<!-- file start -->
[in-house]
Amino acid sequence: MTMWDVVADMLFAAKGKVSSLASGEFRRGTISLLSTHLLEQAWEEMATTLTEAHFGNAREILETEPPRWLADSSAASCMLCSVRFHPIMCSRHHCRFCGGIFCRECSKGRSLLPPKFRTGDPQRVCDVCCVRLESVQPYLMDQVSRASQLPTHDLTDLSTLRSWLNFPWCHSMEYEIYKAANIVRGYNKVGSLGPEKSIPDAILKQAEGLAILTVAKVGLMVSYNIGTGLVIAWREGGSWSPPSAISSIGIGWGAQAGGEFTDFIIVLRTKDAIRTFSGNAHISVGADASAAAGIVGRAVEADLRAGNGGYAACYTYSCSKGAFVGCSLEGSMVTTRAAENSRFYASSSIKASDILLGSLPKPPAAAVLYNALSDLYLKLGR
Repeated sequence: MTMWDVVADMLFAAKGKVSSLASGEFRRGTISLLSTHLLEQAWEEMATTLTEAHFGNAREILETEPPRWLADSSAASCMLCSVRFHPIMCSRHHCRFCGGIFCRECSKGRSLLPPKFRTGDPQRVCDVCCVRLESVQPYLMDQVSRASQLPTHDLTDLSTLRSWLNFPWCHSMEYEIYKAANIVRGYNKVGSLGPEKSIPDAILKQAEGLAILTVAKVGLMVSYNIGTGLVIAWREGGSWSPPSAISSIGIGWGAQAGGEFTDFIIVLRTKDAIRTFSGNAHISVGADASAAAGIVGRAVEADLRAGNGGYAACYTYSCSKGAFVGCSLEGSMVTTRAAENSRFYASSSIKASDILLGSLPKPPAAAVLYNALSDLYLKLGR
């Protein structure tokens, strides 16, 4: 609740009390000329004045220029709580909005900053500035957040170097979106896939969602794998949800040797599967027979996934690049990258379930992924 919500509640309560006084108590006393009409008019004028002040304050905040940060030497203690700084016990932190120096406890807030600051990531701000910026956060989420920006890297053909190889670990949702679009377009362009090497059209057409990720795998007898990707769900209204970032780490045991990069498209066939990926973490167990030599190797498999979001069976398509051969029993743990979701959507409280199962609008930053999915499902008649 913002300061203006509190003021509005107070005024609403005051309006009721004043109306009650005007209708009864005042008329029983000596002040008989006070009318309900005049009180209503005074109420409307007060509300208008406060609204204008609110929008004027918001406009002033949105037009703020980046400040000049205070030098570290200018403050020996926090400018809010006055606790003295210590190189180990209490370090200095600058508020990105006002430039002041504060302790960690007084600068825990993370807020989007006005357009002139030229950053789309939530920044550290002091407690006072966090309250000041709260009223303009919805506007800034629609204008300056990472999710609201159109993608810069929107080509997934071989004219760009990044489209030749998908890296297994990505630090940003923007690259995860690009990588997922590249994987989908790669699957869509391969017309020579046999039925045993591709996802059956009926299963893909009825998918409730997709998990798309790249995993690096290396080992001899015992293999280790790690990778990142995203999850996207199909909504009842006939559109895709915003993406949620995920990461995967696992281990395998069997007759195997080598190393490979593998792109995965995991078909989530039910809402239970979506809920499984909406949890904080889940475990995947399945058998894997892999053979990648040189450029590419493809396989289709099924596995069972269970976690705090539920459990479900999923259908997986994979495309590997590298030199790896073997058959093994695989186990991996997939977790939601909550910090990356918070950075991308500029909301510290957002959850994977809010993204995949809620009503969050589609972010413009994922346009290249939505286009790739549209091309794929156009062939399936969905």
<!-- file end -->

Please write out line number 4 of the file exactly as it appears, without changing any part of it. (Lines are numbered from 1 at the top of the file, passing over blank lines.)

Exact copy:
């Protein structure tokens, strides 16, 4: 609740009390000329004045220029709580909005900053500035957040170097979106896939969602794998949800040797599967027979996934690049990258379930992924 919500509640309560006084108590006393009409008019004028002040304050905040940060030497203690700084016990932190120096406890807030600051990531701000910026956060989420920006890297053909190889670990949702679009377009362009090497059209057409990720795998007898990707769900209204970032780490045991990069498209066939990926973490167990030599190797498999979001069976398509051969029993743990979701959507409280199962609008930053999915499902008649 913002300061203006509190003021509005107070005024609403005051309006009721004043109306009650005007209708009864005042008329029983000596002040008989006070009318309900005049009180209503005074109420409307007060509300208008406060609204204008609110929008004027918001406009002033949105037009703020980046400040000049205070030098570290200018403050020996926090400018809010006055606790003295210590190189180990209490370090200095600058508020990105006002430039002041504060302790960690007084600068825990993370807020989007006005357009002139030229950053789309939530920044550290002091407690006072966090309250000041709260009223303009919805506007800034629609204008300056990472999710609201159109993608810069929107080509997934071989004219760009990044489209030749998908890296297994990505630090940003923007690259995860690009990588997922590249994987989908790669699957869509391969017309020579046999039925045993591709996802059956009926299963893909009825998918409730997709998990798309790249995993690096290396080992001899015992293999280790790690990778990142995203999850996207199909909504009842006939559109895709915003993406949620995920990461995967696992281990395998069997007759195997080598190393490979593998792109995965995991078909989530039910809402239970979506809920499984909406949890904080889940475990995947399945058998894997892999053979990648040189450029590419493809396989289709099924596995069972269970976690705090539920459990479900999923259908997986994979495309590997590298030199790896073997058959093994695989186990991996997939977790939601909550910090990356918070950075991308500029909301510290957002959850994977809010993204995949809620009503969050589609972010413009994922346009290249939505286009790739549209091309794929156009062939399936969905």